Is this my solution for thin client angst?

I'm a real proponent of thin clients. They ease management problems, they drastically reduce noise and energy consumption, and generally do a decent job of giving most students what they need.

I'm a real proponent of thin clients. They ease management problems, they drastically reduce noise and energy consumption, and generally do a decent job of giving most students what they need. However, if your network isn't 100% up to snuff or a server goes on the blink, a lot of students go down. Similarly, even with a high-bandwidth connection, it doesn't take too many students streaming media on a single server to start seeing some lag at the desktop.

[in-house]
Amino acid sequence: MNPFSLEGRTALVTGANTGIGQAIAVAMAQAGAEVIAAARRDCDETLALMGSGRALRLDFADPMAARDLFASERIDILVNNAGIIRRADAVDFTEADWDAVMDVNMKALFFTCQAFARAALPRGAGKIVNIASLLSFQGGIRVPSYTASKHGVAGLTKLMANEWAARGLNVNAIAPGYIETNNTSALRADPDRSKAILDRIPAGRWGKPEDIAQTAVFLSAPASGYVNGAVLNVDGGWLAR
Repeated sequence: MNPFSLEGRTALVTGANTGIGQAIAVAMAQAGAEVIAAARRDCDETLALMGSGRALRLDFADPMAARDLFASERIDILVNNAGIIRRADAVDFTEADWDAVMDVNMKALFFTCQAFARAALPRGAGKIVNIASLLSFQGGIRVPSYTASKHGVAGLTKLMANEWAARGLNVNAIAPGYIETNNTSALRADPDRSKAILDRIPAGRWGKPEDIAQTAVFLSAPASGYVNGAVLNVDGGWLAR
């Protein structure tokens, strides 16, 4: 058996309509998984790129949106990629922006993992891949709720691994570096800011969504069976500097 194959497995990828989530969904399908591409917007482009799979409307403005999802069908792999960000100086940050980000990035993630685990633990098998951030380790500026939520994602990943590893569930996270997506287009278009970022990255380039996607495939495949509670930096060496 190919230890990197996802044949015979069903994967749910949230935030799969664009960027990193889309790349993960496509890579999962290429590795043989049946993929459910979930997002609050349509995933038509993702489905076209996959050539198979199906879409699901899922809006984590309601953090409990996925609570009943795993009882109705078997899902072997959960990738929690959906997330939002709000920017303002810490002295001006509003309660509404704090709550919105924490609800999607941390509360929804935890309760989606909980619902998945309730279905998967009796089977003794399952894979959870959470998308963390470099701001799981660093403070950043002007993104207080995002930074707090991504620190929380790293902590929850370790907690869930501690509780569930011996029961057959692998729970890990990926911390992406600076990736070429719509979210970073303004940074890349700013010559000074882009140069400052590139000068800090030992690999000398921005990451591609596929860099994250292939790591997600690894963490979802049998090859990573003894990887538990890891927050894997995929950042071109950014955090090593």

I've written about this dilemma before and continue to look for ways to combine the best features of thin clients with the best of desktop deployments. Whatever the solution, it needs to be cheap, easy to manage, easy to deploy, and energy-efficient. In an ideal world, though, students could also continue to do some work even in the face of network, server, or other hardware issues.

In fact, especially as we roll out cloud-based services, the need to log in to a client-server environment becomes less important in a lot of cases. Kids just need to be online. So here's the question: can a device like this one meet my needs?

Thanks to Engadget for the photo:

Students are increasingly comfortable with small mobile screens. Would a lab full of these devices get kids onto the web and into their Google Apps accounts, but keep their eyes on a teacher and other students? It's very easy to hide behind a screen in a computer lab; even the wall of laptops many professors encounter in college can be quite daunting.

I'm not convinced that the EEE keyboard PC is the answer, but I'll certainly be looking at devices along these lines as we look at thin client refreshes near the end of 2009-2010.